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Currently, I am writing custom geospatial scripts / modules in pure python. These are distributed to a moderate sized user base internal to the company I write for. Users are on multiple varieties of linux, OS X, and windows, so I need to be able to support installation to an array of systems. My broad list of dependencies are:

GDAL Matplotlib with Basemap NumPy SciPy PIL Python 2.7+

How have other users maintained a library of tools for such a diverse array of users when they are the point of contact for installation? Currently under considerations:

  1. Create an LUbuntu VM with everything that we need and either run it over the network or run it locally on a user's machine.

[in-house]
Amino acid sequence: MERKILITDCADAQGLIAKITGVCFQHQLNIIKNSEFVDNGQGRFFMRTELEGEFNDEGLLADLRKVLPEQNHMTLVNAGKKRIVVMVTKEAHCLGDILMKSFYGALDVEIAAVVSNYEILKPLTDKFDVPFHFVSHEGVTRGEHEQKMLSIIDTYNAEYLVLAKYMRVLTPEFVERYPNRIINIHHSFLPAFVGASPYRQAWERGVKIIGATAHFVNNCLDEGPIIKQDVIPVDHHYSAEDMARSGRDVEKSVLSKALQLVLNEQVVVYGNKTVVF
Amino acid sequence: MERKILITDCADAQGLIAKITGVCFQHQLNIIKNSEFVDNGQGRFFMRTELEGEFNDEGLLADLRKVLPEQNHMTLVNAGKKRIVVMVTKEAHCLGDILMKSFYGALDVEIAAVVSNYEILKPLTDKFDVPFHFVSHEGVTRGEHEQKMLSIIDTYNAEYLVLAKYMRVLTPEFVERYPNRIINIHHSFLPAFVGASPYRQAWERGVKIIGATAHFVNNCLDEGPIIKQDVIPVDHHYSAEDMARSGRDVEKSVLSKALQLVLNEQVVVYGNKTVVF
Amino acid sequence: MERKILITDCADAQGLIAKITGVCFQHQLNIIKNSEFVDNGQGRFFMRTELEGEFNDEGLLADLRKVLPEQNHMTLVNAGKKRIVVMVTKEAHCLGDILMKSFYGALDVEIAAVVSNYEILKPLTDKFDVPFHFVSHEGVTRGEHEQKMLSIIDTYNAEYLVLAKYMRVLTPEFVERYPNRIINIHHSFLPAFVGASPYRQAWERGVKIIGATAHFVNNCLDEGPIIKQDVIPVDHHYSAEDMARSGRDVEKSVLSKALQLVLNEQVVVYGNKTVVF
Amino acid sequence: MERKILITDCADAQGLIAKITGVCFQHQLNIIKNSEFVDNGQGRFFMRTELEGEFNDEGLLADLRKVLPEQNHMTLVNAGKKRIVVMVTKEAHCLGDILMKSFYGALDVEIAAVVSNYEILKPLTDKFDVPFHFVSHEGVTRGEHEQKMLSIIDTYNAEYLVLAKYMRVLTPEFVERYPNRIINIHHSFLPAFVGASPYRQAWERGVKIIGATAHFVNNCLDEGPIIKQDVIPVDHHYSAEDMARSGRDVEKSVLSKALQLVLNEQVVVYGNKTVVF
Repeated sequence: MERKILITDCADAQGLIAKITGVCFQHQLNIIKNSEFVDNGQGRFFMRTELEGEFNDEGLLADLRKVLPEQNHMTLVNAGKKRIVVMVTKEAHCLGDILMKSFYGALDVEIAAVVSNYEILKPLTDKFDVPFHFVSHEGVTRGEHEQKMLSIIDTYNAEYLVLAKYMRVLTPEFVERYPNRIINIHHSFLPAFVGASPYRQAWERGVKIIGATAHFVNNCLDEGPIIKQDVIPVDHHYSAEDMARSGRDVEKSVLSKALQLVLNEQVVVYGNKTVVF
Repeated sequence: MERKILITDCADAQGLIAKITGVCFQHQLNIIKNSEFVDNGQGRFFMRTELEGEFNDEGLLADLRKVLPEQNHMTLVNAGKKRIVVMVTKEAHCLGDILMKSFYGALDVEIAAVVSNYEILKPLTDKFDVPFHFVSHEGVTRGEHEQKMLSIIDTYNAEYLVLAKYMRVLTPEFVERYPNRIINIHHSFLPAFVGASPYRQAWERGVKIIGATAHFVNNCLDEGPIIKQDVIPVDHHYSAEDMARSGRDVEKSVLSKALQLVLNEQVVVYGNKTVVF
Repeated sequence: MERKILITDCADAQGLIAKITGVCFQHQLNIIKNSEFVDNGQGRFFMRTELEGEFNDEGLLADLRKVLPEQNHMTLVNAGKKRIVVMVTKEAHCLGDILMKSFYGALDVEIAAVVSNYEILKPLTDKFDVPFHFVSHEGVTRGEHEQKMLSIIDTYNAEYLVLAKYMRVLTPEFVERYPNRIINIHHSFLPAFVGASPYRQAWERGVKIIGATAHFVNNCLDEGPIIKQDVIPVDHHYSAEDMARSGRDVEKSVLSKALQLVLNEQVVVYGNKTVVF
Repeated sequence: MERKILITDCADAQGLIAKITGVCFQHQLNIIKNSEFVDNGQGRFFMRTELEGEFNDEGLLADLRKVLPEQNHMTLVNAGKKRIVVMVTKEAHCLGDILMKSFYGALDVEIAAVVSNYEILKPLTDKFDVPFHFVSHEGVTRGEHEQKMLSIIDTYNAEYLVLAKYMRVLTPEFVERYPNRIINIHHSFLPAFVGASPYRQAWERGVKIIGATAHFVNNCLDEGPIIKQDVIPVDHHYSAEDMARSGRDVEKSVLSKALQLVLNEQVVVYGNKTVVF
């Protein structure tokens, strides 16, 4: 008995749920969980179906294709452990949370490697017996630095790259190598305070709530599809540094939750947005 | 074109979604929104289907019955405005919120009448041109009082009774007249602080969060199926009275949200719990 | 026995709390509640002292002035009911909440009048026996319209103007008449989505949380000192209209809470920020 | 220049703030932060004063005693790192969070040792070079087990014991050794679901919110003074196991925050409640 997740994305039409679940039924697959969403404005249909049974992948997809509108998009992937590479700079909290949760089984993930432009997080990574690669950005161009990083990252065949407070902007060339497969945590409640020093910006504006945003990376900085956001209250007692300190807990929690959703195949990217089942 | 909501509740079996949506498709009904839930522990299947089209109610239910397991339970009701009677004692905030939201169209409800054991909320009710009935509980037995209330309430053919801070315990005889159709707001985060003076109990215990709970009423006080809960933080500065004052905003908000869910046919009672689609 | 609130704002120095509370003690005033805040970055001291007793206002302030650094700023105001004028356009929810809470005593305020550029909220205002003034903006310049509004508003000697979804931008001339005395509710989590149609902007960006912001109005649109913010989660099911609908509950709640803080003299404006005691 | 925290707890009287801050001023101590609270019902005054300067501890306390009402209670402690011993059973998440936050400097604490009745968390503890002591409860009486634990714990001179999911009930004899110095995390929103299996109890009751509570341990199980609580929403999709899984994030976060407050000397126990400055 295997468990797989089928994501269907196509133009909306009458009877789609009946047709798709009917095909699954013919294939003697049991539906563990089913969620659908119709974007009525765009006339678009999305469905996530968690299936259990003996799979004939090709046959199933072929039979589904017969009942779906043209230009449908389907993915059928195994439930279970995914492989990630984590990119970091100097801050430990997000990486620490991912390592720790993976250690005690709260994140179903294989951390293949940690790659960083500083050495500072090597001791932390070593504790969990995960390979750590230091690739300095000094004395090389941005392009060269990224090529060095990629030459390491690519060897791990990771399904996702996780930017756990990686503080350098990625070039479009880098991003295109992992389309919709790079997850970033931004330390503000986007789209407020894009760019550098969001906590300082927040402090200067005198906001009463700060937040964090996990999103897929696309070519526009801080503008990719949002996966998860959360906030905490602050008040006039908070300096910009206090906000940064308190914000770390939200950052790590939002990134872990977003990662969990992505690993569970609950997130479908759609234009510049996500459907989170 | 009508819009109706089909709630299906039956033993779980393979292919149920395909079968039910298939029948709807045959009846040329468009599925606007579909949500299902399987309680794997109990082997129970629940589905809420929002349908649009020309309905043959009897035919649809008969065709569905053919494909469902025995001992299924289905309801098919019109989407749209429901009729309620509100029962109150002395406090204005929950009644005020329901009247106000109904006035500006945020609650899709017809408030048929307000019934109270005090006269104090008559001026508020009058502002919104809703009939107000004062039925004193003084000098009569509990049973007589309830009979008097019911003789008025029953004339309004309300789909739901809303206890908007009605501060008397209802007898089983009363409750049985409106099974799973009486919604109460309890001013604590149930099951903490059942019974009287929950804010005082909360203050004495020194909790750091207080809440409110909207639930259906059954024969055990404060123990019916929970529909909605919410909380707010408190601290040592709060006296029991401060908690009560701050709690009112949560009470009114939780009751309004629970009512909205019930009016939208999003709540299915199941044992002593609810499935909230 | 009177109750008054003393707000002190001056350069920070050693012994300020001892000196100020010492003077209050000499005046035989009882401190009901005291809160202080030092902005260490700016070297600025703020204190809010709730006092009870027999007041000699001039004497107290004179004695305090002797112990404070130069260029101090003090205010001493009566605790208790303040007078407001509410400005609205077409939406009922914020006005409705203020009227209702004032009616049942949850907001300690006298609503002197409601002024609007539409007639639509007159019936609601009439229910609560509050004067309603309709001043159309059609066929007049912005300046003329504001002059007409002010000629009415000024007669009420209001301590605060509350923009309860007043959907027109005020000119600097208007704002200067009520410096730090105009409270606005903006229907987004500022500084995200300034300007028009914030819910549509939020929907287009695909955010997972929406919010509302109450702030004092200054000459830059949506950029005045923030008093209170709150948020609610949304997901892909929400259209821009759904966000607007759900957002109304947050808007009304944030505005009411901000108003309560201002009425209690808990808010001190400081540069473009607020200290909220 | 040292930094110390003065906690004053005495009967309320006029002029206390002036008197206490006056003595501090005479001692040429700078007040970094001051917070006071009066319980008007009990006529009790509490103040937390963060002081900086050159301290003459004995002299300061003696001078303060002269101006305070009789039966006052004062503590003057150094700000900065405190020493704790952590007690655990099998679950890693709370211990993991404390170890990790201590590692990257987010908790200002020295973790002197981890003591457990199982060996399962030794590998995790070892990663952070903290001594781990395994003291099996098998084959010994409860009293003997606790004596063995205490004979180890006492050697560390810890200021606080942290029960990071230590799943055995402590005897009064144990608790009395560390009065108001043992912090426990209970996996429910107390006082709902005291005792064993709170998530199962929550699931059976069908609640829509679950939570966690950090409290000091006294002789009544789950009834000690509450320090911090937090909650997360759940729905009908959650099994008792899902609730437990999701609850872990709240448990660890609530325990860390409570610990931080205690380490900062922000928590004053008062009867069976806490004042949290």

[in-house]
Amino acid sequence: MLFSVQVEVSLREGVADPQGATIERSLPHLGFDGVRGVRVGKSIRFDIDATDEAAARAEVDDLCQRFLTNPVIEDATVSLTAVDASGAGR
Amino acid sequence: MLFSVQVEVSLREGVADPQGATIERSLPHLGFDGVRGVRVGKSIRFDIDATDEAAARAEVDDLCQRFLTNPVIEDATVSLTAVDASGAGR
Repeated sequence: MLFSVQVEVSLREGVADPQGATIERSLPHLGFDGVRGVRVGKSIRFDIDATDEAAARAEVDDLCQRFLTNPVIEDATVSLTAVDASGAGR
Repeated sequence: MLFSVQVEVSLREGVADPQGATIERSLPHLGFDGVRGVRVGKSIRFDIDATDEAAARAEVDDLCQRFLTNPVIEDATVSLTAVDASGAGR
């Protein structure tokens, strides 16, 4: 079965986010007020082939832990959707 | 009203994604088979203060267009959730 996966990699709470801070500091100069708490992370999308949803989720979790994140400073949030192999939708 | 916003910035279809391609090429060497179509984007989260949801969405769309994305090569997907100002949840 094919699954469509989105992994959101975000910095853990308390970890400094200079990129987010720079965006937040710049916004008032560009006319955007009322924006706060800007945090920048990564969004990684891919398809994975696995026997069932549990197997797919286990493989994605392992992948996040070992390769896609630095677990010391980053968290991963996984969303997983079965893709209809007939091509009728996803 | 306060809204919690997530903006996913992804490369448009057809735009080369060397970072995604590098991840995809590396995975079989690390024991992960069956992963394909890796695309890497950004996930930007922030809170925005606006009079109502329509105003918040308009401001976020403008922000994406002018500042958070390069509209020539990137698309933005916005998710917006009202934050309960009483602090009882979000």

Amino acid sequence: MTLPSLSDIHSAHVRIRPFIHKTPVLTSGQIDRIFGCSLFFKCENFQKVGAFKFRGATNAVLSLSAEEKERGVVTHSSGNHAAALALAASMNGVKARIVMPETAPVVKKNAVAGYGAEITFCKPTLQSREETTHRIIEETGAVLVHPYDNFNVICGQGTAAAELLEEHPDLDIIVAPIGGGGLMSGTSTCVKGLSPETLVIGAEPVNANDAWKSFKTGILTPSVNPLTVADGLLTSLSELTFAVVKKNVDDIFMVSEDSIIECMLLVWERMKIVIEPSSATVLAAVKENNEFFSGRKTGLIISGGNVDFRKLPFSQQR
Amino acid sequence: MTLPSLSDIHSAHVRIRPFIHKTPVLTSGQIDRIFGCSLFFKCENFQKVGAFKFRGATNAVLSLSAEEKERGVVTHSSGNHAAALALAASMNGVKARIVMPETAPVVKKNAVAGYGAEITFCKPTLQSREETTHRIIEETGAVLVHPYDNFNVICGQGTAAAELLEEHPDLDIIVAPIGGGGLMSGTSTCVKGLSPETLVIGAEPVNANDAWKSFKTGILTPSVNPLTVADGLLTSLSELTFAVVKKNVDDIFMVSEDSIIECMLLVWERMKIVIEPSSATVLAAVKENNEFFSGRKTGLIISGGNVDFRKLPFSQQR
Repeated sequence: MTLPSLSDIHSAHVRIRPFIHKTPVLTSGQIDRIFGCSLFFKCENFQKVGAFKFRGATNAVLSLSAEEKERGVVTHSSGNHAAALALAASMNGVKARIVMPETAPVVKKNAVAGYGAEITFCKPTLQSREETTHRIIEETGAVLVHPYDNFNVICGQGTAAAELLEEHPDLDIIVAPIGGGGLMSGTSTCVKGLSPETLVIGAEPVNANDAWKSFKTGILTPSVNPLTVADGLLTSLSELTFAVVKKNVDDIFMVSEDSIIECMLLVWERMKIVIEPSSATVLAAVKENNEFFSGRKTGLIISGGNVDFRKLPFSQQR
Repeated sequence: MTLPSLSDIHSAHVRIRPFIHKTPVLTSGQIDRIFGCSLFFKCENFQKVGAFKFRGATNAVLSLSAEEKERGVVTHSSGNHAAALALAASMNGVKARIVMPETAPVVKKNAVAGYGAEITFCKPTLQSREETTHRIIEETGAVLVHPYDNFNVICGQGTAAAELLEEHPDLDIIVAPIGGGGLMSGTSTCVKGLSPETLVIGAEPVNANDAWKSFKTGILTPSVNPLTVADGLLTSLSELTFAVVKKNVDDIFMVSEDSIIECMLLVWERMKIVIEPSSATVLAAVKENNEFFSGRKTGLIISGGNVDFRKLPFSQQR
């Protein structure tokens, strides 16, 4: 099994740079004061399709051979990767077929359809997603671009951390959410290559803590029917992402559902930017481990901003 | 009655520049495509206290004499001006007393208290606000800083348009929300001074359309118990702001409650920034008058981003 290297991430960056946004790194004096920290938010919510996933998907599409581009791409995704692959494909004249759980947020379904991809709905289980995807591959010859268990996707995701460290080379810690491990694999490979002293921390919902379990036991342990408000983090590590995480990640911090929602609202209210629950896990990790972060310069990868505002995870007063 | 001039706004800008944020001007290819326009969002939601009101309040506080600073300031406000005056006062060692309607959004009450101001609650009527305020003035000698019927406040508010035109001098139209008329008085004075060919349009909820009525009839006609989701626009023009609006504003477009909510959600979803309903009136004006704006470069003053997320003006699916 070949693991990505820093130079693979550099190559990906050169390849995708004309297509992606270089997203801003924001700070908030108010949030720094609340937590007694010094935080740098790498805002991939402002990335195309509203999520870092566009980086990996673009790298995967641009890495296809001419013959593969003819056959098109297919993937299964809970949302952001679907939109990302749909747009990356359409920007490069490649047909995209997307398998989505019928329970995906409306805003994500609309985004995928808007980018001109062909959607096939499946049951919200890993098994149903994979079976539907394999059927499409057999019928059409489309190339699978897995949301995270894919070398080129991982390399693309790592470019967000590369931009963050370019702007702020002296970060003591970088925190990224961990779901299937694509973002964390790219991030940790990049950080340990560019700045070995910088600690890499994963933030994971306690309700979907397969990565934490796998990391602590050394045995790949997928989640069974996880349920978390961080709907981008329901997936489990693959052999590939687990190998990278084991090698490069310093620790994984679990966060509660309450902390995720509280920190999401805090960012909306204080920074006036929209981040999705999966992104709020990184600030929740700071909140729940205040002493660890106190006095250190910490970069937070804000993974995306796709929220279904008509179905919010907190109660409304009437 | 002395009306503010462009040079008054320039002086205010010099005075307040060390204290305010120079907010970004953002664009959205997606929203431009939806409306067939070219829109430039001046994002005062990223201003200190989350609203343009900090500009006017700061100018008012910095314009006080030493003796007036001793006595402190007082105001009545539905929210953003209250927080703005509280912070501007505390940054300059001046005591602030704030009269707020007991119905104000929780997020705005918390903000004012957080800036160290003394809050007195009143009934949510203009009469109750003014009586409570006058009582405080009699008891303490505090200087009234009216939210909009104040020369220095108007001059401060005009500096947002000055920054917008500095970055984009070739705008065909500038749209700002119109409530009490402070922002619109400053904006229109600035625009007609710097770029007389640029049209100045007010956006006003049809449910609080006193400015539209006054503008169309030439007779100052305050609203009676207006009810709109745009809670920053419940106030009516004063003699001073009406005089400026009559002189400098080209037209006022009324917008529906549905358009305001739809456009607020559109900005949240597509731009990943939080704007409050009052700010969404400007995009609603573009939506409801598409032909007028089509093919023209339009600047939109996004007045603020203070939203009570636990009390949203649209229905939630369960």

2. Modify FWTools and add the components that we need. FWTools functions by setting a local, self contained environment when a user calls a script.

  3. Create an implementation like PythonEveryWhere where we let the user access a bash shell / python interpreter via a browser. Data is pulled over the network from user's shared drives and output populated to that drive.

  4. Pip / easy_install / Py2EXE / Py2App have been tested but are either not great across multiple platforms (GDAL is a major issue) or create quite large distributable given the number of dependencies.

What other implementations work for you? Am I missing an obvious distribution technique?

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1 Answer 1


It slurps entire Python runtime, your script and dependencies, etc.

The downside is the app startup takes some time as binary has to unpack everything into memory and start from there.

The gain is obviously big: no need to maintain fragile Python installation + dependencies, as binary is self-contained. No installation, nothing.

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